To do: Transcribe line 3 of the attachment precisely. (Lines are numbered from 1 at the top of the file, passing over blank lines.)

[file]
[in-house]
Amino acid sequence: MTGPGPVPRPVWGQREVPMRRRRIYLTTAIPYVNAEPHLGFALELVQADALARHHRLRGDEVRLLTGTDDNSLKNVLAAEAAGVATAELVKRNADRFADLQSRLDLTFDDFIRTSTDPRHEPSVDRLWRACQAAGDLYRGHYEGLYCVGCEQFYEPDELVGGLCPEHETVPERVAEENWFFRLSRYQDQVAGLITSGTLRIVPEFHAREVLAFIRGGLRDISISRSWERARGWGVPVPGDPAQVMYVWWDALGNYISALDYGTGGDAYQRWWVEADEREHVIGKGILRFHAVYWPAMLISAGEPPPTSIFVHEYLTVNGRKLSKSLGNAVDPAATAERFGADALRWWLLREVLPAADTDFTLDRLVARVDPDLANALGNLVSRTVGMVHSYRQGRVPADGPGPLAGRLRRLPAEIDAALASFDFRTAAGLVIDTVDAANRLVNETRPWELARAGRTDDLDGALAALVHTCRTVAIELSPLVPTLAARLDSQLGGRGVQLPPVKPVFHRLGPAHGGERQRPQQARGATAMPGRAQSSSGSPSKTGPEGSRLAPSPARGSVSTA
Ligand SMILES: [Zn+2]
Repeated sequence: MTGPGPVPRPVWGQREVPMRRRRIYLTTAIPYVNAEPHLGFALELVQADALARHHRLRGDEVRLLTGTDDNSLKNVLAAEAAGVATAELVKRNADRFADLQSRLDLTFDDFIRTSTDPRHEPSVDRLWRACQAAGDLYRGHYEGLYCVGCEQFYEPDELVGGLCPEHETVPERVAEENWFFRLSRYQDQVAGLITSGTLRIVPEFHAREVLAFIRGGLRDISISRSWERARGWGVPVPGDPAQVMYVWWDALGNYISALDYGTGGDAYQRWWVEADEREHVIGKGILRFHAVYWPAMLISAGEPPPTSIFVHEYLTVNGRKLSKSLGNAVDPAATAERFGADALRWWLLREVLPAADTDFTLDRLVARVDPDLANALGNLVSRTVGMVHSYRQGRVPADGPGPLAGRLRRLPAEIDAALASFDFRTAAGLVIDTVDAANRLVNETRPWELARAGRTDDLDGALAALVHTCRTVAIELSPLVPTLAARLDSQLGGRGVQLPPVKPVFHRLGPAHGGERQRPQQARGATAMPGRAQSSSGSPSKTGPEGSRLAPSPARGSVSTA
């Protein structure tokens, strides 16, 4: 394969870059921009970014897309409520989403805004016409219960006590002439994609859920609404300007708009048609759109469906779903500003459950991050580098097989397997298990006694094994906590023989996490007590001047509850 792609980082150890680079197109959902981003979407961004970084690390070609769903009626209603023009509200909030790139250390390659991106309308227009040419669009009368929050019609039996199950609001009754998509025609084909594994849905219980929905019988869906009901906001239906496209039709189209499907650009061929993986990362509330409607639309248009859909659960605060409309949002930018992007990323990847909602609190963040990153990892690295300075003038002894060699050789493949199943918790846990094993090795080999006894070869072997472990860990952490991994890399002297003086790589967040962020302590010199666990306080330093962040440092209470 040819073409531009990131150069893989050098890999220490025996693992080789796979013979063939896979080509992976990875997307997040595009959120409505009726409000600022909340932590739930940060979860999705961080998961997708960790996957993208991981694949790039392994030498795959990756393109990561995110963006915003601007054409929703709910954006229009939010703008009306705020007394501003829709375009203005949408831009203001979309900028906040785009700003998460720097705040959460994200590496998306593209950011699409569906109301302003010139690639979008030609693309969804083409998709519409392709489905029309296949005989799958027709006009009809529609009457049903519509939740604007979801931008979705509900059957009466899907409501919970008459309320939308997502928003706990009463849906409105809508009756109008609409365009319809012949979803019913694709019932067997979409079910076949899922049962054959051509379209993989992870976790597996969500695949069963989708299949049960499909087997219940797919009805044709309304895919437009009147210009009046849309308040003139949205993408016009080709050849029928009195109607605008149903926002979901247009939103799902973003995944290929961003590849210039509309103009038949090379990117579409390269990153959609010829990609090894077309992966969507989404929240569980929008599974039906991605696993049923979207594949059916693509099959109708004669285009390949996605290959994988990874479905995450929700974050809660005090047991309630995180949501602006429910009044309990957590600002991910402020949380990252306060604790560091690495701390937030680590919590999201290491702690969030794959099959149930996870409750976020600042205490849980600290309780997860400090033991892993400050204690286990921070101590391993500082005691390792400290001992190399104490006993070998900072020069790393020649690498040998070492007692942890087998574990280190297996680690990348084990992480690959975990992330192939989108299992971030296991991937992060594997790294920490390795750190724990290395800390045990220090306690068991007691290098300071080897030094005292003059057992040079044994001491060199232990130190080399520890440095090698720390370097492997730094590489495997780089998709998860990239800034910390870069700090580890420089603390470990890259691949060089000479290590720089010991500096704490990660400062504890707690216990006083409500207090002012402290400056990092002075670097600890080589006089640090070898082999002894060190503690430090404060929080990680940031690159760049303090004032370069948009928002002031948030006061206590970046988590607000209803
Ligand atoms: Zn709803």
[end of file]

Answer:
Ligand SMILES: [Zn+2]